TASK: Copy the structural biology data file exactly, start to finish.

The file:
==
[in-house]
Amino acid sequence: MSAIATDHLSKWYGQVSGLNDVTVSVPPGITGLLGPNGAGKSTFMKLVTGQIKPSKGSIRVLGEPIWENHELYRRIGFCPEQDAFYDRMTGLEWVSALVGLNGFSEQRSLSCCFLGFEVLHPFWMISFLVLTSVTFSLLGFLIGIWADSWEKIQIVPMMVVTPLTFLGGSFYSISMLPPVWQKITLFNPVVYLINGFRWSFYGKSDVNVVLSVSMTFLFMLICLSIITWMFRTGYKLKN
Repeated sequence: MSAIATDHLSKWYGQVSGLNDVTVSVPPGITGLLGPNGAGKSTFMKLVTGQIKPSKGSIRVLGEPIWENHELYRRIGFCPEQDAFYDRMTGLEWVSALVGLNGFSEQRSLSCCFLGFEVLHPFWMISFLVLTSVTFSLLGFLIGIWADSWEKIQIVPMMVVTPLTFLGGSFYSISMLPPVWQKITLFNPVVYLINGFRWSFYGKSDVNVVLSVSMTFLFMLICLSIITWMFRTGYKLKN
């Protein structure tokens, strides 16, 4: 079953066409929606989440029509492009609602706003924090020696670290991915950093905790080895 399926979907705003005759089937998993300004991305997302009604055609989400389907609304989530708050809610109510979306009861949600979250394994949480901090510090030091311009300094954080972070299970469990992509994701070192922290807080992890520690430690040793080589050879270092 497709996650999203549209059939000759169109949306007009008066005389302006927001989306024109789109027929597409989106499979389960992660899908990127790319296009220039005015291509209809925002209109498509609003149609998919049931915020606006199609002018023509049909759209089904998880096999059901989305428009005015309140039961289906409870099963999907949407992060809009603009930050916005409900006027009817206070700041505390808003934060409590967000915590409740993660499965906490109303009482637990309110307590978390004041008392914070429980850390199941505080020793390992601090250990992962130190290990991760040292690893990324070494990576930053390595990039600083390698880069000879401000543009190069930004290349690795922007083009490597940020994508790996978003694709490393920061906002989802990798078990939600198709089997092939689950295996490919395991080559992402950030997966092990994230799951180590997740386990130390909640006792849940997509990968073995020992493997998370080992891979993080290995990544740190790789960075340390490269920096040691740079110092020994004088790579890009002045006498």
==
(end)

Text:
[in-house]
Amino acid sequence: MSAIATDHLSKWYGQVSGLNDVTVSVPPGITGLLGPNGAGKSTFMKLVTGQIKPSKGSIRVLGEPIWENHELYRRIGFCPEQDAFYDRMTGLEWVSALVGLNGFSEQRSLSCCFLGFEVLHPFWMISFLVLTSVTFSLLGFLIGIWADSWEKIQIVPMMVVTPLTFLGGSFYSISMLPPVWQKITLFNPVVYLINGFRWSFYGKSDVNVVLSVSMTFLFMLICLSIITWMFRTGYKLKN
Repeated sequence: MSAIATDHLSKWYGQVSGLNDVTVSVPPGITGLLGPNGAGKSTFMKLVTGQIKPSKGSIRVLGEPIWENHELYRRIGFCPEQDAFYDRMTGLEWVSALVGLNGFSEQRSLSCCFLGFEVLHPFWMISFLVLTSVTFSLLGFLIGIWADSWEKIQIVPMMVVTPLTFLGGSFYSISMLPPVWQKITLFNPVVYLINGFRWSFYGKSDVNVVLSVSMTFLFMLICLSIITWMFRTGYKLKN
């Protein structure tokens, strides 16, 4: 079953066409929606989440029509492009609602706003924090020696670290991915950093905790080895 399926979907705003005759089937998993300004991305997302009604055609989400389907609304989530708050809610109510979306009861949600979250394994949480901090510090030091311009300094954080972070299970469990992509994701070192922290807080992890520690430690040793080589050879270092 497709996650999203549209059939000759169109949306007009008066005389302006927001989306024109789109027929597409989106499979389960992660899908990127790319296009220039005015291509209809925002209109498509609003149609998919049931915020606006199609002018023509049909759209089904998880096999059901989305428009005015309140039961289906409870099963999907949407992060809009603009930050916005409900006027009817206070700041505390808003934060409590967000915590409740993660499965906490109303009482637990309110307590978390004041008392914070429980850390199941505080020793390992601090250990992962130190290990991760040292690893990324070494990576930053390595990039600083390698880069000879401000543009190069930004290349690795922007083009490597940020994508790996978003694709490393920061906002989802990798078990939600198709089997092939689950295996490919395991080559992402950030997966092990994230799951180590997740386990130390909640006792849940997509990968073995020992493997998370080992891979993080290995990544740190790789960075340390490269920096040691740079110092020994004088790579890009002045006498």